The Egyptian set in the Amarna period of Ancient Egypt during the reigns of the pharaohs Amunhotep III, Akhenaten and Horemheb, covering the concluding years of the 18th dynasty of the New Kingdom (1386 - 1293 BC), an ear in Egyptian history that was marked by significant religious and political upheaval. The Egyptian is Sinuhe, a physician of unknown birth origin who was wrapped and cradled in a reed boat floating down the Nile. As he narrates his life story, which transcended years of warfare, plague, and fierce battle between gods. On the outside The Egyptian delineates the history of Egypt through its inveterate religious devotion to many gods. At the core of the novel finds one man's lifelong journey through many countries, like Babylon, Crete, and Mitannia, to knowledge. Sinehu possessed such lonely idealism that motivated him to devote his life searching for something so intangible yet greater than he beyond his understanding did. He was not ready to merely worshipping the gods - in fact, he insisted on questioning traditions and thus marked him as an outsider of his own culture.
The spine of the novel concerns the ferocious contention between Aton and the Ammon. Pharoach Akhenaten sought to disestablish the old gods with a relatively unknown deity called the Aton as the Ammon, the present godly sponsor, had accumulated so much wealth and power that the Ammon priests began to rival to that of the Pharoach. In order to achieve balance of power between Ammon and the throne, Akhenaten deposed the ancient gods and established Aton as a new state divinity. No sooner had Akhenaten adopted the new deity than Sinuhe ineluctably became entangled in conflict between tradition and innovation.
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5.0 out of 5 stars A Literary Masterpiece! March 10 2004
By A Customer
To say that the author made History come alive in this novel would be a huge understatement. This is a life changing book, with many life lessons. I have read many, many novels, however this book would be at the top of my list. Pure Genius!
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4.0 out of 5 stars The grand scope of humanity Jan. 31 2004
In this epic novel, Mika Waltari traces a portion of Egyptian history through the eyes of Sinuhe, the physician to the Pharaoh Akhnaton. His humble and mysterious origin colors his views as he bears witness to the winds of change in Egypt as the Pharaoh supplants the old gods for a new one, much to the dismay of his citizens. He also is witness to the rise of Horemheb, whom he calls a friend, as this military general defeats the encroaching Hittites and eventually becomes the next Pharaoh. Brilliantly illuminating life in ancient Egypt, Waltari entertains readers with a tale of love and loss, of war and tragedy, of friendship and betrayal. "The Egyptian" sometimes comes across as plodding or dry by modern standards, but the fascinating and flawed main character entrances readers to reach the final pages.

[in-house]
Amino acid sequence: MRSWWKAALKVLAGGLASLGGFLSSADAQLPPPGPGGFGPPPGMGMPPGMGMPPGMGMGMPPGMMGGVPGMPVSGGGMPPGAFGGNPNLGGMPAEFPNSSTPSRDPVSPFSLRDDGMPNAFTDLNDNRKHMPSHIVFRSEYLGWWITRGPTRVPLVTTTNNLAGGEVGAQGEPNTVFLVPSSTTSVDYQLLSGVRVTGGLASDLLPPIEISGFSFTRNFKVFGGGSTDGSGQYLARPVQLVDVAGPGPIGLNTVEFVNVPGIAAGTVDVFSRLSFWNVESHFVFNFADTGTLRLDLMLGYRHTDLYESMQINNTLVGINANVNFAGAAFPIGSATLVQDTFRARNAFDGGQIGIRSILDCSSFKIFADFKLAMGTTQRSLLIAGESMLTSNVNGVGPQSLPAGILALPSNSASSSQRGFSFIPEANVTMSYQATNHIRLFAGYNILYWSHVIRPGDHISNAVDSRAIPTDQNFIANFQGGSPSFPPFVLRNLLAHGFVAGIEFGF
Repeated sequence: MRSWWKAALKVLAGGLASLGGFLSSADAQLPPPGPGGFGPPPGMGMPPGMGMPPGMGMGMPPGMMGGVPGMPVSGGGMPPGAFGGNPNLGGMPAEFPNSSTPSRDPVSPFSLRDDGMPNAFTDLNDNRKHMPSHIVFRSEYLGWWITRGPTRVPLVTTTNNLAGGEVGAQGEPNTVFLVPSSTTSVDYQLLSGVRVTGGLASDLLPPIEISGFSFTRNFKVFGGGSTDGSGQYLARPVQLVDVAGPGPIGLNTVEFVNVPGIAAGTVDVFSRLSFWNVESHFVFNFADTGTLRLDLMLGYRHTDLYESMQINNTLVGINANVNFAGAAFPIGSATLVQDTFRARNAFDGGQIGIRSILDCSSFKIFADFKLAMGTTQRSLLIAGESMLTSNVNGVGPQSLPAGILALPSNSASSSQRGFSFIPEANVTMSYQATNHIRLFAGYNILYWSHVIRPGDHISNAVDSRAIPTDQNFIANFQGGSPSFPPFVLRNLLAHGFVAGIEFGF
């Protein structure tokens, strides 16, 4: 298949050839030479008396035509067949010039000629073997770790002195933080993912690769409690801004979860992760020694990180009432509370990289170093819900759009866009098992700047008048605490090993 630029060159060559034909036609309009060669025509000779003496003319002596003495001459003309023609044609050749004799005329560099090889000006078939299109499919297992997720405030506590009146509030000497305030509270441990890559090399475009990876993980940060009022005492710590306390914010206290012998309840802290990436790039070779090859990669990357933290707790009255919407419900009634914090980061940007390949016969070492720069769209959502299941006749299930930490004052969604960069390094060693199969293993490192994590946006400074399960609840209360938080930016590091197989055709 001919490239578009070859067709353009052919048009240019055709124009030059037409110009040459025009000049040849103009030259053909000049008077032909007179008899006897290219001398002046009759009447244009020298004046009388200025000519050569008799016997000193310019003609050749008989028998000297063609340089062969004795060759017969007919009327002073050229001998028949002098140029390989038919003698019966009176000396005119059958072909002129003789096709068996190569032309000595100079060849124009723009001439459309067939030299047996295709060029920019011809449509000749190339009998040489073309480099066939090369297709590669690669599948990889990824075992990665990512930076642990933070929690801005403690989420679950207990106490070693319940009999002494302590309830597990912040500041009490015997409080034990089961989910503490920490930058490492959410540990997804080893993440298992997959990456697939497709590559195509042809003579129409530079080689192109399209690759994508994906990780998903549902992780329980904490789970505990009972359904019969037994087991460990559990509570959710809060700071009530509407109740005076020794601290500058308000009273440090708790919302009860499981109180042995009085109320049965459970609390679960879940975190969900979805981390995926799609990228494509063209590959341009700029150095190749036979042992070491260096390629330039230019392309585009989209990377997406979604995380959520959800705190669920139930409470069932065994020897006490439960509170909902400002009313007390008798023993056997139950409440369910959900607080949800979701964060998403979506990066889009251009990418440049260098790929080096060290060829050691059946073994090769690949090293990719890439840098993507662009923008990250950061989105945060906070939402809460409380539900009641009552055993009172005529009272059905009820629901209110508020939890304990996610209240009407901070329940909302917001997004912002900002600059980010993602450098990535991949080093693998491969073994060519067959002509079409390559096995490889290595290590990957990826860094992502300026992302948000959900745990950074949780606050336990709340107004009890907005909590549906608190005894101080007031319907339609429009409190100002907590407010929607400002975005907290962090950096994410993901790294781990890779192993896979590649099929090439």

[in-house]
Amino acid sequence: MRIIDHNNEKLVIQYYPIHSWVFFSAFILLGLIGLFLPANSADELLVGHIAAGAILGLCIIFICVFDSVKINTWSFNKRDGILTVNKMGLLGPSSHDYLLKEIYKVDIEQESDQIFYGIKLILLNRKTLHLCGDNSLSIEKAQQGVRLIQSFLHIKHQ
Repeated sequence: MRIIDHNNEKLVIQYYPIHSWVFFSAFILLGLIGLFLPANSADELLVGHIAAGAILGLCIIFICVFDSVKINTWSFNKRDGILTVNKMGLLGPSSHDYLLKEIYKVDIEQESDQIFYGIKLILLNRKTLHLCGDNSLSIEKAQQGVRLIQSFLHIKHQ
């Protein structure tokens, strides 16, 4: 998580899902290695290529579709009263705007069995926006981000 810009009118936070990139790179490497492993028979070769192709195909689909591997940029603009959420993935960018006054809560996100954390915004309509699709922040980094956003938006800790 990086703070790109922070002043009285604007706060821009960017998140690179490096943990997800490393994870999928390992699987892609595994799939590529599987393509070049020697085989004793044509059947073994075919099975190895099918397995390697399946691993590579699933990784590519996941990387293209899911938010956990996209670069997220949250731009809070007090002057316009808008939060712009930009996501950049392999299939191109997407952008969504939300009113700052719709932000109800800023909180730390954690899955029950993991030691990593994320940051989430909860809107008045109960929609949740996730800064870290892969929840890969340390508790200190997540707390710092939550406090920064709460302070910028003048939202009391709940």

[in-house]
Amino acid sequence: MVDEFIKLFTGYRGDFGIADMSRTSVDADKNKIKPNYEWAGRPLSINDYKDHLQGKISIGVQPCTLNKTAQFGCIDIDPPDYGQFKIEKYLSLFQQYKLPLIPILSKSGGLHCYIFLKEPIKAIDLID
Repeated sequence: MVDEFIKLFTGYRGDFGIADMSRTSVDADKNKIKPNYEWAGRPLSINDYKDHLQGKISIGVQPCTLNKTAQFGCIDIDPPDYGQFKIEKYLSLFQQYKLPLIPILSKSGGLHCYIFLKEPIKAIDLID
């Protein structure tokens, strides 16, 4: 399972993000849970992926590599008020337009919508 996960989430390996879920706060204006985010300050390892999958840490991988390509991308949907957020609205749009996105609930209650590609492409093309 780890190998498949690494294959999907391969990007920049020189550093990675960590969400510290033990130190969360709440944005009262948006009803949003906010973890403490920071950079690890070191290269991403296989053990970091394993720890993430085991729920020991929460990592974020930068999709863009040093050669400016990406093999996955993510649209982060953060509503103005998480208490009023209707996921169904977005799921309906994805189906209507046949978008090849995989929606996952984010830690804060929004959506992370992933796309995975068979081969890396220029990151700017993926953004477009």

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5.0 out of 5 stars Great book! Nov. 10 2003
As a Finn I feel slight guilt over not having read Waltari at all before 2003. Prejudiced towards his era's Finnish authors or just against his name which for some peculiar reason represented something for "old generation" and boring, unenthusiastic way of story telling (who can claim Kalle Päätalo doesn't sound like a boring author too..). I read couple of his earlier works which haven't been translated into other languages I think and after those I was convinced that prejudice had ecclipsed the masteful story telling abilities of Mika Waltari. The Egyptian is the third Waltari book I have read. Doctor in ancient Egypt?? Written by a Finn and gotten huge success all over the world? Somewhat uncommon framework for a book and I had no idea what to expect. I did some cautious non-spoiling background digging in order to establish some sort of an idea of the book. I learned that egyptologists consider the book amazingly accurate description of the culture in that era and that Waltari had done his Egypt + surrouding areas research very well but had never visited Egypt. It is said that he didn't make notes about the facts but just remembered and understood the essence and wrote the book.
I found the story telling captivating and humour embedded in especially Kaptah's long monoloques in a dialoque with Sinuhe were hilarious. Yet this story has a lot of philosophical pondering which always fits the storyline and doesn't seem separate from the story. Hence a combination of things that make one stop to think and digest every once in a while and the entertaining and uplifting humour and tragicomedy. Simplicity and complexity of characters, cunning manipulation and clever psychology all coats the story with even more interesting aspects not to mention the adventure Sinuhe and Kaptah go through.